Three Things You Should Be Doing To Maintain Your Heat Pump System

Heat pumps are a cost-effective and efficient means of both heating and cooling your house. If you've chosen this versatile technology to control your home's climate, then it's likely that you care about saving money over the long-term. While heat pumps are an excellent choice to keep your utility bills manageable, they require routine maintenance to perform their best. Fortunately, maintaining your heat pump doesn't have to be a costly or time-consuming chore. These three steps will help you to keep your system functioning at peak efficiency all year long.

Step 1: Understand Normal Operating Behavior

Although heat pumps are conceptually similar to a "reversible" air conditioning system, they have their own unique behaviors that may be surprising to homeowners unfamiliar with their operation. If you have only recently installed your heat pump, you should familiarize yourself with its routine behavior so that you better understand when something is failing. In particular, keep these three facts in mind:

  • Your heat pump will automatically enter a defrost mode in cold temps, but it should not run continuously
  • Heating operation varies between a warm and a cool mode, with the cool mode used to maintain the set temperature once it has been achieved
  • Your utility bills will be much higher if the heat pump is forced to run in its heat mode continuously

Many technician calls are the result of the homeowners not fully understanding how heat pumps operate, so keeping these three basic facts in mind may save you money in the future.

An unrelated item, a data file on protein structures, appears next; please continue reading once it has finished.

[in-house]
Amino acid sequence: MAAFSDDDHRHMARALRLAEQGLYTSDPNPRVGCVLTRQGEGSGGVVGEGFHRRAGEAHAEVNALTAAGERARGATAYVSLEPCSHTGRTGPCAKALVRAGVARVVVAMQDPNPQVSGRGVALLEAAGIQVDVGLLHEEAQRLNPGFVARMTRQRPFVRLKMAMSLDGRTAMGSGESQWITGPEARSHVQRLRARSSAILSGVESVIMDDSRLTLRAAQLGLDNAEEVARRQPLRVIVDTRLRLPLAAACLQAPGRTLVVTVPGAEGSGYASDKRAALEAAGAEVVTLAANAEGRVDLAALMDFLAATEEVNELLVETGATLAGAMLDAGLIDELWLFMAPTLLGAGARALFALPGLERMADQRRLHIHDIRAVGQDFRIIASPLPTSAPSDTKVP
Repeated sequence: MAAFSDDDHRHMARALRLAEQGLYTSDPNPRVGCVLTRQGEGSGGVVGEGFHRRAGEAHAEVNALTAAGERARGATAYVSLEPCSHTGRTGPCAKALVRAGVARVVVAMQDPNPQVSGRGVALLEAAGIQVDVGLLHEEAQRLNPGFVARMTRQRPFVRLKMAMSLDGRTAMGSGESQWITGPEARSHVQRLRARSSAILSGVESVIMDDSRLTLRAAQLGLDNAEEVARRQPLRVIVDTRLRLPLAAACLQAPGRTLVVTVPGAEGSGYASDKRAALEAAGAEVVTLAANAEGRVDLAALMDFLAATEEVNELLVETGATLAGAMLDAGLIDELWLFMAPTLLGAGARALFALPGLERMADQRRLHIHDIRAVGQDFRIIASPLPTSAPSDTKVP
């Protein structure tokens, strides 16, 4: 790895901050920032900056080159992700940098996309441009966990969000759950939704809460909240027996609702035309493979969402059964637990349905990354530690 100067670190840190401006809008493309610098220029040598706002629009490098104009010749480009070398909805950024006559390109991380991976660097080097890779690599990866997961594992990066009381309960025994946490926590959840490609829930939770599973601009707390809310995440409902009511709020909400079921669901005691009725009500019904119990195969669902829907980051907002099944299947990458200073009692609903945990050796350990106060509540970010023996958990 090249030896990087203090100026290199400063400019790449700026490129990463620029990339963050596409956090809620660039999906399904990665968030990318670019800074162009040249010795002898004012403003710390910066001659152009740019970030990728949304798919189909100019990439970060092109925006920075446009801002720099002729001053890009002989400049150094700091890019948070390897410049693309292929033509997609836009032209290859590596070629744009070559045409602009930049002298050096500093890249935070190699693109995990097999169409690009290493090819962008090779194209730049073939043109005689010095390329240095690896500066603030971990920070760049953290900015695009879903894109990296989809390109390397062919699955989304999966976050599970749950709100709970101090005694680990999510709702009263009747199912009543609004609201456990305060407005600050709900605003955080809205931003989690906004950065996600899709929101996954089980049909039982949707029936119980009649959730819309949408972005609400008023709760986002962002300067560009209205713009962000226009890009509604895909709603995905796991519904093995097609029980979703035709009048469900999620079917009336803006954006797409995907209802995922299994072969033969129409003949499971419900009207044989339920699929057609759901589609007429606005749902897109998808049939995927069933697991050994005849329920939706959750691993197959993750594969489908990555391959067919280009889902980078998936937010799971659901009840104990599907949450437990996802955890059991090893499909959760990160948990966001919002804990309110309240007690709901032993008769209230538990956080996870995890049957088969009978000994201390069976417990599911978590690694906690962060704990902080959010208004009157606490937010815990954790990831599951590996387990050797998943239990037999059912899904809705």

Step 2: Replace Your Filters

As with any HVAC system that relies on forced air, your heat pump system has a filter that must be changed regularly. Typical filters should be replaced once every 2-3 months, but you should check your filter about once per month for new systems. By inspecting your filter often, you will be better able to judge if your home requires more or less frequent replacements. Failing to replace a dirty filter can reduce air quality or overwork your system, resulting in higher utility bills.

Step 3: Schedule Annual Maintenance

Finally, be sure that a heating services provider inspects your heat pump system at least once per year. As with any other heating or cooling system, your heat pump has several parts that require periodic inspection and maintenance. This yearly check-up will generally include reviews of your outdoor unit, blower motor, thermostats, ductwork, and more. By staying on top of annual maintenance, you will ensure that your system is operating at peak efficiency and potentially catch problems early before they interrupt the regular operation of your system or result in costly repairs.